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Hugh MacKinnon, seen on Monday, is a retired teacher who returned to supply teach children of first responders at Simon Cunningham Elementary School in Surrey, B.C., Monday. He says that, for the first time in his career, students are calling him by his first name. In this setting, it works, he said.

Rafal Gerszak/The Globe and Mail

When one of Kerry Ogilvy’s elementary school students would complete a task, the suburban Vancouver education assistant used to offer a high-five to celebrate.

Today, she stretches out her leg to tap their toes.

Working at one of the only schools open in Canada during the COVID-19 pandemic, she has had to get creative.

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“You find a way,” she said after sharing an image where she demonstrated the “low-toe” with one of her kindergartners. “We don’t share any germs when we tap our feet together. It gives him that little bit of physical contact when we do it.”

Educators worry gap may grow for disadvantaged students stuck at home

How much should parents be sweating homeschooling?

Ms. Ogilvy is temporarily working at Simon Cunningham Elementary in Surrey, B.C., one of the few schools across the country that has opened its doors for the children of essential service workers – the doctors, nurses, police officers and paramedics who are on the front lines of the pandemic.

Although the opening is limited to a few classrooms, parts of its operation could potentially serve as a model for the rest of Canada to follow when schools gradually reopen their doors to millions of temporarily home-schooled students.

Quebec Premier François Legault said on Tuesday that public-health officials are working on a plan to reopen schools and daycares gradually in coming weeks, and it would likely start in regions with low infection rates. Denmark recently reopened some of its schools for younger children, adhering to distancing measures. In British Columbia, the Ministry of Education said it takes direction from public-health authorities, while also receiving regular updates from school districts on the challenges and successes and researching other jurisdictions on what protocols are in place for in-class instruction.

The Surrey School District has opened up three of its schools, with as many as 50 students registered in each (the children don’t typically attend the school during the regular academic year; they are there because their parents work nearby). About 2,300 school spaces have been created across the province so far, with more planned, according to the Ministry of Education. Other provinces, including Ontario, have opened childcare centres to free up front-line essential-service employees.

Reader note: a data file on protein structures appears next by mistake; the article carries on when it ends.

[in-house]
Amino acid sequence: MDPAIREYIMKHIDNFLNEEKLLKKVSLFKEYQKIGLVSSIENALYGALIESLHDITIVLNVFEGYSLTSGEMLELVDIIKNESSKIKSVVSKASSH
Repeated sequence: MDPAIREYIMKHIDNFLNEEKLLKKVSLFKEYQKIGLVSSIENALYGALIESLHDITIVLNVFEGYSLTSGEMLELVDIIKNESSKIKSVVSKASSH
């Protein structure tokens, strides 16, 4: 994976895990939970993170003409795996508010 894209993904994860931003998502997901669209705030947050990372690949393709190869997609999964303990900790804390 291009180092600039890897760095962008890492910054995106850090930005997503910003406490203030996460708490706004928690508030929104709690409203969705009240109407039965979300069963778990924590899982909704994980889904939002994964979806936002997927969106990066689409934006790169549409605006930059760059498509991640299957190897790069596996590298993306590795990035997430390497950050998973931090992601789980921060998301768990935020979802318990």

Children are a wild card in this pandemic: They seem to be protected from the deadly effects of COVID-19, but there is still much more to learn about how they drive transmission of the virus. Schools will have to consider reconfiguring classrooms or staggering start times to allow for physical distancing.

Simon Cunningham, less than a five minute drive from Surrey Memorial Hospital, is usually bustling with as many as 550 children. These days, 46 are registered.

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The school looks different in other ways, too. Classroom numbers are low – a maximum of eight children for every two education assistants, with two additional teachers who move between classrooms to help – to keep children and staff physically distanced. The rooms have doors that lead outdoors, so parents do not walk through the hallways when dropping off their children. Siblings sit together and use the same toys and craft supplies, but otherwise children are desks apart. And hand hygiene is practised many times in a day.

The children complete work assigned from their regular classroom teachers. But staff develop other learning activities. On a recent afternoon, six children in one classroom created a store with signage where shoppers followed physical-distancing markers as they browsed the aisles. In another room, a group in grades 2 to 5 learned about airplane designs and created their own planes, which led to an airplane-flying competition outside. In the gymnasium, children designed an obstacle course that kept them apart but playing together.

The playground structure is off limits, but Ms. Ogilvy and the other education assistant in the room take their students outside to kick a soccer ball or sketch a little roadway in chalk.

“These kids that actually get to come to school now have some structure in their day again,” she said. “It takes a little pressure off their parents, too.”

Christy Northway, the district’s assistant superintendent, said that similar to other childcare facilities, the schools are open as early as 6:45 in the morning, and close at 7:30.

“It is child care, but there are other layers to it,” Ms. Northway said. “We still want kids to be engaged in learning. We’re not replacing the classroom instruction; we’re supporting it.”

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Hugh MacKinnon, a retired teacher who returned to supply teach, said that this was the first time in his career that students called him by his first name. In this setting, it works, he said. The children are in an unfamiliar school, and staff want them to feel secure, he said.

“It’s very different, but it’s a wonderful experience,” Mr. MacKinnon said. “The day just flows.”

For parent Binita Cieslar, the school has been a help to her family. She and her husband are police officers.

She said her seven-year-old is excited to attend, even though it’s not his regular school.

“He just loves going back to structure in some way, and just being around kids,” Ms. Cieslar said. “He loves it, and he feels safe.”

With a report from Les Perreaux in Montreal

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